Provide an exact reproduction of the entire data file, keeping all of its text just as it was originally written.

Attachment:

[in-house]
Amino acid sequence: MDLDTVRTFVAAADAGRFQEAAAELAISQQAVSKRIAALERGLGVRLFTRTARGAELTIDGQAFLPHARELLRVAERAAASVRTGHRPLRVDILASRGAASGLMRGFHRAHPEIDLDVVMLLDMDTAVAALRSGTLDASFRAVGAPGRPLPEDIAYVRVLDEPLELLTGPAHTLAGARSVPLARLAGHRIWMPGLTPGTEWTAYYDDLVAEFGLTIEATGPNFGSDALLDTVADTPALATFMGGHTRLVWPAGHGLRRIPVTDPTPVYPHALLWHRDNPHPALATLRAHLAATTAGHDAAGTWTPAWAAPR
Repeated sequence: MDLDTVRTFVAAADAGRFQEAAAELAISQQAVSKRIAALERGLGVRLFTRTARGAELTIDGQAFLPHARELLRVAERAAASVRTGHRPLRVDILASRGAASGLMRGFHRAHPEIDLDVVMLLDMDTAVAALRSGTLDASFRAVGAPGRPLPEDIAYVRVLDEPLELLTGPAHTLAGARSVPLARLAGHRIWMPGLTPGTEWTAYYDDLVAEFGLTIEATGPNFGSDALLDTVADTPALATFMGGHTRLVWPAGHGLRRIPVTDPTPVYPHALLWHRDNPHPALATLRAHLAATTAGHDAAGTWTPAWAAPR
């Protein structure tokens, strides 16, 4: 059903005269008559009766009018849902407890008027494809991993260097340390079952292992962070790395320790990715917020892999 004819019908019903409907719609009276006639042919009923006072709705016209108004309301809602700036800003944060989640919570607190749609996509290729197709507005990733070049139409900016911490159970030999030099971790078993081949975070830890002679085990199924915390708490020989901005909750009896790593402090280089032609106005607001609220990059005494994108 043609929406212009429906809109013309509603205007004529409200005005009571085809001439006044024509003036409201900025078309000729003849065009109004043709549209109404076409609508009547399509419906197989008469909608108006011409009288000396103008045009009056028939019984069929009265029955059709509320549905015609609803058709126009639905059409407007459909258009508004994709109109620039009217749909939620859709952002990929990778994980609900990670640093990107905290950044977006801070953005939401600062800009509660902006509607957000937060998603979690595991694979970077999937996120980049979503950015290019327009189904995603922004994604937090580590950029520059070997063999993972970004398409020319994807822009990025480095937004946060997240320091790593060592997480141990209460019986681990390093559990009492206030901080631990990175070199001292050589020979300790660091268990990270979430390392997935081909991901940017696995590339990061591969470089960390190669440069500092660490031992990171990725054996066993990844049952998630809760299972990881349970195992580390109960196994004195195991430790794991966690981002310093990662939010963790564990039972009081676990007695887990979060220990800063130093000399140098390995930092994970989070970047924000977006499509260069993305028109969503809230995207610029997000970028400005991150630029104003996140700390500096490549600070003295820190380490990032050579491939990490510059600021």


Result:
[in-house]
Amino acid sequence: MDLDTVRTFVAAADAGRFQEAAAELAISQQAVSKRIAALERGLGVRLFTRTARGAELTIDGQAFLPHARELLRVAERAAASVRTGHRPLRVDILASRGAASGLMRGFHRAHPEIDLDVVMLLDMDTAVAALRSGTLDASFRAVGAPGRPLPEDIAYVRVLDEPLELLTGPAHTLAGARSVPLARLAGHRIWMPGLTPGTEWTAYYDDLVAEFGLTIEATGPNFGSDALLDTVADTPALATFMGGHTRLVWPAGHGLRRIPVTDPTPVYPHALLWHRDNPHPALATLRAHLAATTAGHDAAGTWTPAWAAPR
Repeated sequence: MDLDTVRTFVAAADAGRFQEAAAELAISQQAVSKRIAALERGLGVRLFTRTARGAELTIDGQAFLPHARELLRVAERAAASVRTGHRPLRVDILASRGAASGLMRGFHRAHPEIDLDVVMLLDMDTAVAALRSGTLDASFRAVGAPGRPLPEDIAYVRVLDEPLELLTGPAHTLAGARSVPLARLAGHRIWMPGLTPGTEWTAYYDDLVAEFGLTIEATGPNFGSDALLDTVADTPALATFMGGHTRLVWPAGHGLRRIPVTDPTPVYPHALLWHRDNPHPALATLRAHLAATTAGHDAAGTWTPAWAAPR
């Protein structure tokens, strides 16, 4: 059903005269008559009766009018849902407890008027494809991993260097340390079952292992962070790395320790990715917020892999 004819019908019903409907719609009276006639042919009923006072709705016209108004309301809602700036800003944060989640919570607190749609996509290729197709507005990733070049139409900016911490159970030999030099971790078993081949975070830890002679085990199924915390708490020989901005909750009896790593402090280089032609106005607001609220990059005494994108 043609929406212009429906809109013309509603205007004529409200005005009571085809001439006044024509003036409201900025078309000729003849065009109004043709549209109404076409609508009547399509419906197989008469909608108006011409009288000396103008045009009056028939019984069929009265029955059709509320549905015609609803058709126009639905059409407007459909258009508004994709109109620039009217749909939620859709952002990929990778994980609900990670640093990107905290950044977006801070953005939401600062800009509660902006509607957000937060998603979690595991694979970077999937996120980049979503950015290019327009189904995603922004994604937090580590950029520059070997063999993972970004398409020319994807822009990025480095937004946060997240320091790593060592997480141990209460019986681990390093559990009492206030901080631990990175070199001292050589020979300790660091268990990270979430390392997935081909991901940017696995590339990061591969470089960390190669440069500092660490031992990171990725054996066993990844049952998630809760299972990881349970195992580390109960196994004195195991430790794991966690981002310093990662939010963790564990039972009081676990007695887990979060220990800063130093000399140098390995930092994970989070970047924000977006499509260069993305028109969503809230995207610029997000970028400005991150630029104003996140700390500096490549600070003295820190380490990032050579491939990490510059600021």